The pie chart in NOAA's report indicating the breakdown of the different fates of the oil that leaked has gotten a lot of scrutiny. Some reports have interpreted it as indicating that only a quarter of the oil remains in the marine environment. I wouldn't read it that way. Instead, I'd see three distinct categories for the oil's current status. The first and least ambiguous concerns the oil physically collected directly from the well, skimmed from the surface, or burned off, constituting an estimated--and only partly measured--25% of the uncertain total discussed above. This oil is clearly no longer in the water. The next category is oil that is likely no longer in the water, and that is the portion of the "Evaporated or Dissolved" segment that evaporated. If the oil had all reached the surface, I wouldn't be at all surprised if most of that segment should be attributed to evaporation; this was, after all, light, sweet oil with a high proportion of volatile fractions. The problem is that we don't know how much of the oil that leaked a mile down made it to the surface. The portion that didn't, which in NOAA's parlance was dissolved, naturally dispersed or chemically dispersed--potentially up to 49% of their total estimate--could still be in the water column, along with the 26% "Residual"--less the unknown portion actually broken down by bacteria and other processes. And it's some of this remaining oil that makes up the plumes we've been hearing about.
The undersea oil plume currently in the news was found in June by scientists from the Woods Hole Oceanographic Institute. They describe it as being at least 22 miles long, 1.2 miles wide, and 650 ft. high. The total volume of the plume, assuming it filled that entire rectangular solid, would be about 3.6 trillion gallons. However, the critical data point that I didn't see reported in any of the newspaper accounts I read was the concentration of oil in that water. According to the report on the Woods Hole site, the concentration of specific oil-derived molecules ("BTEX") is "in excess of 50 micrograms per liter". Adjusting for the density of the chemicals in question, that means that they found oil-related concentrations of approximately 57 parts per billion by volume. So by my math, the total volume of these chemicals within the plume is on the order of 200,000 gallons, or under 5,000 bbl. Unless these chemicals are only the tip of the iceberg in terms of oil derivatives in the plume--and Woods Hole hints that there is more--then we're talking about less than 0.1% of the 4.9 million barrels estimated to have leaked into the Gulf. In other words, while a plume like this might be potentially serious for aquatic life, it's not clear how much doubt its existence casts on NOAA's analysis of where all the oil went.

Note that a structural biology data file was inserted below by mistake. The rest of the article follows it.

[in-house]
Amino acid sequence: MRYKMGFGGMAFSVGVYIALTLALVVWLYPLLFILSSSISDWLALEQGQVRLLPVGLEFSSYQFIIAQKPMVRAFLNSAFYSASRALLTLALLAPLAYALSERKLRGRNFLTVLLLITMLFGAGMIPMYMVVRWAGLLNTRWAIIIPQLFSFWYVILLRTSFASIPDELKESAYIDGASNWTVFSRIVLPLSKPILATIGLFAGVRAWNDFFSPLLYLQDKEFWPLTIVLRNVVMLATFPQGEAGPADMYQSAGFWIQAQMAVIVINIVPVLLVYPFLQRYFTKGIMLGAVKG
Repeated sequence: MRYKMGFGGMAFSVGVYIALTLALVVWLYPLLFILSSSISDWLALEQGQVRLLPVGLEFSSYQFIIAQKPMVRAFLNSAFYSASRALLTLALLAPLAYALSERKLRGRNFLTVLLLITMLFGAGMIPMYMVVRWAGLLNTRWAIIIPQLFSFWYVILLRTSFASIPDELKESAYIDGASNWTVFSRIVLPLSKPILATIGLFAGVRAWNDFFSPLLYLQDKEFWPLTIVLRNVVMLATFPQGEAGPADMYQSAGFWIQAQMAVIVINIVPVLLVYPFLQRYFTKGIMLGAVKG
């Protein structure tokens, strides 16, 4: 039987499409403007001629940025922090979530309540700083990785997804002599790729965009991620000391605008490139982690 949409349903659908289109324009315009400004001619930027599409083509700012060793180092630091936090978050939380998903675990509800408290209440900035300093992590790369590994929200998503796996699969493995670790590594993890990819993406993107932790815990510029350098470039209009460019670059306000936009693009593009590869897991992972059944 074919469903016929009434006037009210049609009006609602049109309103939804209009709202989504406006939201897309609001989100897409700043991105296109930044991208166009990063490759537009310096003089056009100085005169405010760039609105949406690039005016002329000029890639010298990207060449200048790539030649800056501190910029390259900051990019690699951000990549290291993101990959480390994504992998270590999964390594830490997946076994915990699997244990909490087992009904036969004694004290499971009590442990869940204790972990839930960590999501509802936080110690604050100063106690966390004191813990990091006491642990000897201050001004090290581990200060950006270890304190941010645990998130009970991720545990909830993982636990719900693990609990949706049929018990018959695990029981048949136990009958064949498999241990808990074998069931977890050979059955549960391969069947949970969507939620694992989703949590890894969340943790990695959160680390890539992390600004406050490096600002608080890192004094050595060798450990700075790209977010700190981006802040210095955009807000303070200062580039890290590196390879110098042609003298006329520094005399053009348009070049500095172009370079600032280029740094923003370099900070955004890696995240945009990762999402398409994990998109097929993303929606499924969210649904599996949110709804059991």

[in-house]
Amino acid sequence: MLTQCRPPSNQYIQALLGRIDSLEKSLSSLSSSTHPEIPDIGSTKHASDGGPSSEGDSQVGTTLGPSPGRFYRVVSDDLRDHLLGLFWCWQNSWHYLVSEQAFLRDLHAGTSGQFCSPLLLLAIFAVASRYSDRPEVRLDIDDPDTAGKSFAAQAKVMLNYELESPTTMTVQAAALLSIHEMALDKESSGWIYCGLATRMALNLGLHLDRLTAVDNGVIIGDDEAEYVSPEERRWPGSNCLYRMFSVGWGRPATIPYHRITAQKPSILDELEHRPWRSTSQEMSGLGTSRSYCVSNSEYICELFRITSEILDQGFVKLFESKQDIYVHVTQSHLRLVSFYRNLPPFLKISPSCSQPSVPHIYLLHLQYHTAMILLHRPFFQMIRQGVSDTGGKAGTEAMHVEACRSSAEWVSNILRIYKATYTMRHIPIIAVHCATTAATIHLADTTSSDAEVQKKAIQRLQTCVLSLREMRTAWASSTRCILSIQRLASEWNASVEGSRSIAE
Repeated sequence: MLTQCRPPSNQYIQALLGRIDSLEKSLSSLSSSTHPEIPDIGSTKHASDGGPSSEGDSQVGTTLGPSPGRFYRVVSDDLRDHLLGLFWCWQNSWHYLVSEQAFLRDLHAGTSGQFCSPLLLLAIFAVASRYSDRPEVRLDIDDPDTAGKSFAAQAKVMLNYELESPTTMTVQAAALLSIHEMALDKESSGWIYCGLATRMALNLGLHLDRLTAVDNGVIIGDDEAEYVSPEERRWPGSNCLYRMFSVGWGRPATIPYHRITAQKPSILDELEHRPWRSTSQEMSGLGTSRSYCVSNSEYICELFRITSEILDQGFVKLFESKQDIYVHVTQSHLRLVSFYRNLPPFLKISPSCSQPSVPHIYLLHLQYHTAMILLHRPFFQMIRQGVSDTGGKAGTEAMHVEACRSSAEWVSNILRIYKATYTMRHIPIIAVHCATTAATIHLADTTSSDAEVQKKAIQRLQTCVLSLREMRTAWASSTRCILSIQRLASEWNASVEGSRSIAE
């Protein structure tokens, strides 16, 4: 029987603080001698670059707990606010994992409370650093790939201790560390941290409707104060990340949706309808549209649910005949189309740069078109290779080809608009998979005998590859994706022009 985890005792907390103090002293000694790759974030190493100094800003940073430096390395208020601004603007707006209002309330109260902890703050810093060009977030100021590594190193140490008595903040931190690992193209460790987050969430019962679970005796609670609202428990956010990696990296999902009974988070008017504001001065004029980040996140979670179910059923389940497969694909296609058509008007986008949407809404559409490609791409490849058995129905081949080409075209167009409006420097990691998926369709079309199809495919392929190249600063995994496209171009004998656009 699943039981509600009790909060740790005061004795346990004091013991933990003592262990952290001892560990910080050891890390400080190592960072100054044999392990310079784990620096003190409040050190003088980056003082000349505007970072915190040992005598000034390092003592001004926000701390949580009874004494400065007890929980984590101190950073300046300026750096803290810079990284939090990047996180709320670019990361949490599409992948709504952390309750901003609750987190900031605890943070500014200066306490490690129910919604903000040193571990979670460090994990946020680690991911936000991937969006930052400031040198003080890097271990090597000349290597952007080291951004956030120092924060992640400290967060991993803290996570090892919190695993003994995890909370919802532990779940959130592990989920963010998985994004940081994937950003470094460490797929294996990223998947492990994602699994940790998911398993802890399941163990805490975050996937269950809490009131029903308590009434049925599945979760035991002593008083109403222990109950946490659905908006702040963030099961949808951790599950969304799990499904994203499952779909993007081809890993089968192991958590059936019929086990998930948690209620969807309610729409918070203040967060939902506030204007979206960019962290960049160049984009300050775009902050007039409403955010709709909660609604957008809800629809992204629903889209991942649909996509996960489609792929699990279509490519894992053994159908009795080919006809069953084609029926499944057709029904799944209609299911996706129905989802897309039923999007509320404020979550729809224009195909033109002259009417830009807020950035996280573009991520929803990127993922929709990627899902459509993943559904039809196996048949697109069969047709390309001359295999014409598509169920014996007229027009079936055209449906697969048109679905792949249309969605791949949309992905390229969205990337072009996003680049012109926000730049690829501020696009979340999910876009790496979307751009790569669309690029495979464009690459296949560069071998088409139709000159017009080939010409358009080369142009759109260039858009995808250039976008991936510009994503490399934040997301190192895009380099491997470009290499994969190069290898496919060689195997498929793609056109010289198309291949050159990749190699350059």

I will be very interested in seeing further refinements of all these estimates in the weeks and months ahead. Perhaps the media will even include more of the details crucial for putting it into perspective.